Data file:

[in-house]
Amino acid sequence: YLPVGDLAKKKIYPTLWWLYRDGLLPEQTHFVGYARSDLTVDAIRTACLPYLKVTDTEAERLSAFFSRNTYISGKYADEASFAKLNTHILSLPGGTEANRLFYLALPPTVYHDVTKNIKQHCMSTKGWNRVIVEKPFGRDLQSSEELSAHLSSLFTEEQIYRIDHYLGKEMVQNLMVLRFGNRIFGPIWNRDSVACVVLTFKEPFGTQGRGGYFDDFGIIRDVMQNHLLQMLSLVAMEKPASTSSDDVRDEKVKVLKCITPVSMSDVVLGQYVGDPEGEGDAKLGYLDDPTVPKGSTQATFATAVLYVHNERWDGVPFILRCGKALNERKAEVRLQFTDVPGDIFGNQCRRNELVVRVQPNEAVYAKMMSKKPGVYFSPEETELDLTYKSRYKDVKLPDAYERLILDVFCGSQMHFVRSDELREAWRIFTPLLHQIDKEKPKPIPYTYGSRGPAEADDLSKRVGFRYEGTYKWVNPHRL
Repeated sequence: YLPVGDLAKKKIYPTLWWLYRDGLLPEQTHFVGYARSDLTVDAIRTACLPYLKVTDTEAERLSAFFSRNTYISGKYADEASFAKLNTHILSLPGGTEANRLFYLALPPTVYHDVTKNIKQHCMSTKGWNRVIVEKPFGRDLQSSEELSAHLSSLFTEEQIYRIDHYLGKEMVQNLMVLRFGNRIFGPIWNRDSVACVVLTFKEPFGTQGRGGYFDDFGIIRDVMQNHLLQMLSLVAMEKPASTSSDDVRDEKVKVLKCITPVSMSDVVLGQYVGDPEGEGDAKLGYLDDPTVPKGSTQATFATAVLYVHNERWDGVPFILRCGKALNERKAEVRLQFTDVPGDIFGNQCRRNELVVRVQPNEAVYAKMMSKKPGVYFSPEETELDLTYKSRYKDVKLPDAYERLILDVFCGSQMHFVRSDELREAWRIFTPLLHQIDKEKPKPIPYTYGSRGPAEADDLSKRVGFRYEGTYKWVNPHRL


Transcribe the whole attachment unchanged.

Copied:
[in-house]
Amino acid sequence: YLPVGDLAKKKIYPTLWWLYRDGLLPEQTHFVGYARSDLTVDAIRTACLPYLKVTDTEAERLSAFFSRNTYISGKYADEASFAKLNTHILSLPGGTEANRLFYLALPPTVYHDVTKNIKQHCMSTKGWNRVIVEKPFGRDLQSSEELSAHLSSLFTEEQIYRIDHYLGKEMVQNLMVLRFGNRIFGPIWNRDSVACVVLTFKEPFGTQGRGGYFDDFGIIRDVMQNHLLQMLSLVAMEKPASTSSDDVRDEKVKVLKCITPVSMSDVVLGQYVGDPEGEGDAKLGYLDDPTVPKGSTQATFATAVLYVHNERWDGVPFILRCGKALNERKAEVRLQFTDVPGDIFGNQCRRNELVVRVQPNEAVYAKMMSKKPGVYFSPEETELDLTYKSRYKDVKLPDAYERLILDVFCGSQMHFVRSDELREAWRIFTPLLHQIDKEKPKPIPYTYGSRGPAEADDLSKRVGFRYEGTYKWVNPHRL
Repeated sequence: YLPVGDLAKKKIYPTLWWLYRDGLLPEQTHFVGYARSDLTVDAIRTACLPYLKVTDTEAERLSAFFSRNTYISGKYADEASFAKLNTHILSLPGGTEANRLFYLALPPTVYHDVTKNIKQHCMSTKGWNRVIVEKPFGRDLQSSEELSAHLSSLFTEEQIYRIDHYLGKEMVQNLMVLRFGNRIFGPIWNRDSVACVVLTFKEPFGTQGRGGYFDDFGIIRDVMQNHLLQMLSLVAMEKPASTSSDDVRDEKVKVLKCITPVSMSDVVLGQYVGDPEGEGDAKLGYLDDPTVPKGSTQATFATAVLYVHNERWDGVPFILRCGKALNERKAEVRLQFTDVPGDIFGNQCRRNELVVRVQPNEAVYAKMMSKKPGVYFSPEETELDLTYKSRYKDVKLPDAYERLILDVFCGSQMHFVRSDELREAWRIFTPLLHQIDKEKPKPIPYTYGSRGPAEADDLSKRVGFRYEGTYKWVNPHRL